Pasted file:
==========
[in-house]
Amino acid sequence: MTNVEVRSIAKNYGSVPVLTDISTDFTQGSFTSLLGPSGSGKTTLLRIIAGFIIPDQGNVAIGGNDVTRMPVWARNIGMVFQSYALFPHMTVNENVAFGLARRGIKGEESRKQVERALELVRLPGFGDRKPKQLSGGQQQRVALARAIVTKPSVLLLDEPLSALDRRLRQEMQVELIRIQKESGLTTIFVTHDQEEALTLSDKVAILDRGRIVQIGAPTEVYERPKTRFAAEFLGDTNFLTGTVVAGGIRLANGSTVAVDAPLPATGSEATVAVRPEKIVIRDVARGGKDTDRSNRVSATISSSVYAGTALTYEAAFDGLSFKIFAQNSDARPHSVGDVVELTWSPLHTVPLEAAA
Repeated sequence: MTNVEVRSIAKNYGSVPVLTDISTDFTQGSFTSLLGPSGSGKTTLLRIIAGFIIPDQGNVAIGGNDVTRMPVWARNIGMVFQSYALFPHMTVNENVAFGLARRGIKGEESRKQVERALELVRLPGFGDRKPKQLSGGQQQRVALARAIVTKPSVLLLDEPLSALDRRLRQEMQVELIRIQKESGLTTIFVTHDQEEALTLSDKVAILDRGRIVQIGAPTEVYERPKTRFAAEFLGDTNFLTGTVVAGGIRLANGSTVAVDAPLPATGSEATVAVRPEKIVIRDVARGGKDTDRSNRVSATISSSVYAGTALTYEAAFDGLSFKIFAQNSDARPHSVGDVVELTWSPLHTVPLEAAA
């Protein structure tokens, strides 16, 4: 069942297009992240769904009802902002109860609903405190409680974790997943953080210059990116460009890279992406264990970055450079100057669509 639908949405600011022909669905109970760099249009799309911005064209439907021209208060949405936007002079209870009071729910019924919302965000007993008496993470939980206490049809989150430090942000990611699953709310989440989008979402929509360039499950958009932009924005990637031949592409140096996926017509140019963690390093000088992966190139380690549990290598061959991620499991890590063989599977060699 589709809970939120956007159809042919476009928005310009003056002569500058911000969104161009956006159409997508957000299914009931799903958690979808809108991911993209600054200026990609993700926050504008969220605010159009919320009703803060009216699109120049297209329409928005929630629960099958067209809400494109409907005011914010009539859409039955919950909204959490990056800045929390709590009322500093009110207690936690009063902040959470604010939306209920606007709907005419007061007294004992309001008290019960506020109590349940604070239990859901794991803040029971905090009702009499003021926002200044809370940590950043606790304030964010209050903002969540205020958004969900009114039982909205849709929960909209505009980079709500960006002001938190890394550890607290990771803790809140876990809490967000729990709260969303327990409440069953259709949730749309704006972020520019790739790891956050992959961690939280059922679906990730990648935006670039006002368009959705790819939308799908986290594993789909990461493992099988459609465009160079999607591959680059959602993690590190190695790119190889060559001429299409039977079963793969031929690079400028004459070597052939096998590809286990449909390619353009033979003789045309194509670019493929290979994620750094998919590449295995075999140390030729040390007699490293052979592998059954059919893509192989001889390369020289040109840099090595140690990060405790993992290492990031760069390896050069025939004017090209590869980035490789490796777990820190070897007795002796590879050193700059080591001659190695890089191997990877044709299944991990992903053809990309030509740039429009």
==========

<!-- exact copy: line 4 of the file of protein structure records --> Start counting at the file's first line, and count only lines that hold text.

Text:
């Protein structure tokens, strides 16, 4: 069942297009992240769904009802902002109860609903405190409680974790997943953080210059990116460009890279992406264990970055450079100057669509 639908949405600011022909669905109970760099249009799309911005064209439907021209208060949405936007002079209870009071729910019924919302965000007993008496993470939980206490049809989150430090942000990611699953709310989440989008979402929509360039499950958009932009924005990637031949592409140096996926017509140019963690390093000088992966190139380690549990290598061959991620499991890590063989599977060699 589709809970939120956007159809042919476009928005310009003056002569500058911000969104161009956006159409997508957000299914009931799903958690979808809108991911993209600054200026990609993700926050504008969220605010159009919320009703803060009216699109120049297209329409928005929630629960099958067209809400494109409907005011914010009539859409039955919950909204959490990056800045929390709590009322500093009110207690936690009063902040959470604010939306209920606007709907005419007061007294004992309001008290019960506020109590349940604070239990859901794991803040029971905090009702009499003021926002200044809370940590950043606790304030964010209050903002969540205020958004969900009114039982909205849709929960909209505009980079709500960006002001938190890394550890607290990771803790809140876990809490967000729990709260969303327990409440069953259709949730749309704006972020520019790739790891956050992959961690939280059922679906990730990648935006670039006002368009959705790819939308799908986290594993789909990461493992099988459609465009160079999607591959680059959602993690590190190695790119190889060559001429299409039977079963793969031929690079400028004459070597052939096998590809286990449909390619353009033979003789045309194509670019493929290979994620750094998919590449295995075999140390030729040390007699490293052979592998059954059919893509192989001889390369020289040109840099090595140690990060405790993992290492990031760069390896050069025939004017090209590869980035490789490796777990820190070897007795002796590879050193700059080591001659190695890089191997990877044709299944991990992903053809990309030509740039429009």